Cal Appellate News for Lawyers (Sept. 25, 2020)

Timothy Kowal, Esq.
September 25, 2020

TVA appellate attorney Tim Kowal publishes this weekly update of legal news for trial attorneys. You may subscribe by clicking here.

If You Plan Ever to Make a Peremptory Challenge to a Juror Again, Read This

Under AB 3070 now awaiting Gov. Newsom's signature, any peremptory challenge to a juror would be subject to objection as motivated by the juror's race, ethnicity, gender, gender identity, sexual orientation, national origin, or religious affiliation, "or perceived membership in any of those groups." The latter clause strikes me as an especially likely source of litigation.

There is also a list of other factors that now may *not* be considered in challenging a juror, including "dress, attire, or personal appearance," employment in a field that disproportionately serves members of protected groups, and "apparently friendliness" with a juror who is a member of a protected group.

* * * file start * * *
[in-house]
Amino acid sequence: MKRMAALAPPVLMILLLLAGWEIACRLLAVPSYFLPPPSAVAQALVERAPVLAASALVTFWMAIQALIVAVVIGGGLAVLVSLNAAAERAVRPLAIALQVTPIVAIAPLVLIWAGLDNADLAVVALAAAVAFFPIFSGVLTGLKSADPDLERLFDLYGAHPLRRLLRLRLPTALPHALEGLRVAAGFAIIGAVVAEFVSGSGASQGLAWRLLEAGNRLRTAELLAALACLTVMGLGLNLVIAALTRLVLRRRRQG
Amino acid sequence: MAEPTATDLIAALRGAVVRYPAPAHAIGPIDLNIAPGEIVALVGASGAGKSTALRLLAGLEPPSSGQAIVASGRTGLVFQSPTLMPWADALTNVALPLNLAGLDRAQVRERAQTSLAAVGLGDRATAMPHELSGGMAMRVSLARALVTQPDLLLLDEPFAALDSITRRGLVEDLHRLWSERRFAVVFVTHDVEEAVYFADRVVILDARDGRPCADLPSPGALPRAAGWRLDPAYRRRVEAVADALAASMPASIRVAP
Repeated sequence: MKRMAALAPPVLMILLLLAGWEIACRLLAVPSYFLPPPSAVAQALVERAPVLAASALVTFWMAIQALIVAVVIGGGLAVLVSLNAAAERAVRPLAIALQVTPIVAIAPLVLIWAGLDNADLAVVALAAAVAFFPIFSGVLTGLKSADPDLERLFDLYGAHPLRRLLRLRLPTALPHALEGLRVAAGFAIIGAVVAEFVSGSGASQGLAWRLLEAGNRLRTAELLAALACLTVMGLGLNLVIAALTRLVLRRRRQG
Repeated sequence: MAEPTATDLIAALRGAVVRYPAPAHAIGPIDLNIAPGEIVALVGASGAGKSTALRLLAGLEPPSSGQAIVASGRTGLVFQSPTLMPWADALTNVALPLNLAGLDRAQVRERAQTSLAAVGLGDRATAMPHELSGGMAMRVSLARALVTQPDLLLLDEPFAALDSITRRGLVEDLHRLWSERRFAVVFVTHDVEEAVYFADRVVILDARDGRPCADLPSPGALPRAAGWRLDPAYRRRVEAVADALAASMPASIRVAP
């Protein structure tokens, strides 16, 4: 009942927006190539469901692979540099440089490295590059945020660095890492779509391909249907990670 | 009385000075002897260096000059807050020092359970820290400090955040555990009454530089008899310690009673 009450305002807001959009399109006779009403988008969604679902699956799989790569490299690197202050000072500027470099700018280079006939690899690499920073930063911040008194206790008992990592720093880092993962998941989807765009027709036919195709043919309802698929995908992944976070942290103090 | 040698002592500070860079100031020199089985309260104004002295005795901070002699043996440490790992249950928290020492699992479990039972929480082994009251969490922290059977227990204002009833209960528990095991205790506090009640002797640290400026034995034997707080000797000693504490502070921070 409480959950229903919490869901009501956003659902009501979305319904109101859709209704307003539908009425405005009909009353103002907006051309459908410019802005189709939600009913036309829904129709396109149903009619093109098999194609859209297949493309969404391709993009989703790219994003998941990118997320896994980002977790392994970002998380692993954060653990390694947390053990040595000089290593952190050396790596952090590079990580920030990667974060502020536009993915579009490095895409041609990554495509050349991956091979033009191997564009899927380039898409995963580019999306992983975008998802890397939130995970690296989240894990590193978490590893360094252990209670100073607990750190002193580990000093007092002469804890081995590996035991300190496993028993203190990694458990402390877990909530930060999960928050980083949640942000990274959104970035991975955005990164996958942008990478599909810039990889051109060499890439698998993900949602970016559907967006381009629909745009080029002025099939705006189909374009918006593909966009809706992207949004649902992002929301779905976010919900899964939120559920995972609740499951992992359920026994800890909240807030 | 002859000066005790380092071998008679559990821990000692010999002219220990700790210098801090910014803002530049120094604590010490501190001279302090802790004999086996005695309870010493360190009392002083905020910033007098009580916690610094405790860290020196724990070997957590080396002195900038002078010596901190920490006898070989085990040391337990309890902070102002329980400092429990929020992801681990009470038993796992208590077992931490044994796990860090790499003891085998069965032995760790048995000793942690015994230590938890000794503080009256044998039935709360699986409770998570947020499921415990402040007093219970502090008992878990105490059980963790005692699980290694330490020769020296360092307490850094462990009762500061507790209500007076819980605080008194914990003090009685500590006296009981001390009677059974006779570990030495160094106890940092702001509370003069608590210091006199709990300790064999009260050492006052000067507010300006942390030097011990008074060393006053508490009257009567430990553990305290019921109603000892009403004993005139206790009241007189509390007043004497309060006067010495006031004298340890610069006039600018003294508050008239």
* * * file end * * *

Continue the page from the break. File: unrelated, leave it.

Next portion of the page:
Upon objection, the party who made the challenge "shall state the reasons the peremptory challenge has been exercised." So be ready to explain your jury selection strategy very, very carefully.

And the ruling on the objection is subject to de novo review on appeal.

If this is enacted, consider this very carefully before your next jury trial.

Filing a Reconsideration Motion Before Appealing? Better Reconsider.

Motions for reconsideration are common after adverse rulings, such as rulings granting Anti-SLAPP motions. And reconsideration motions extend the time to file an appeal. But the Third Appellate District recently held that an Anti-SLAPP order that disposes of the entire case is akin to entry of a final judgment. As the court puts it:

"[T]he May 11 order granting his anti-SLAPP motion and striking the complaint was an appealable judgment, and [] upon its entry and service by the clerk, the trial court lost jurisdiction to entertain or decide a motion for reconsideration."

Why is this significant? Because a motion for reconsideration is not valid after entry of judgment. Thus, there can be no valid reconsideration motion of such an order.

And no valid motion, no extension of time to appeal under CRC 8.108, which plaintiff had relied upon. Result: Plaintiff's appeal dismissed.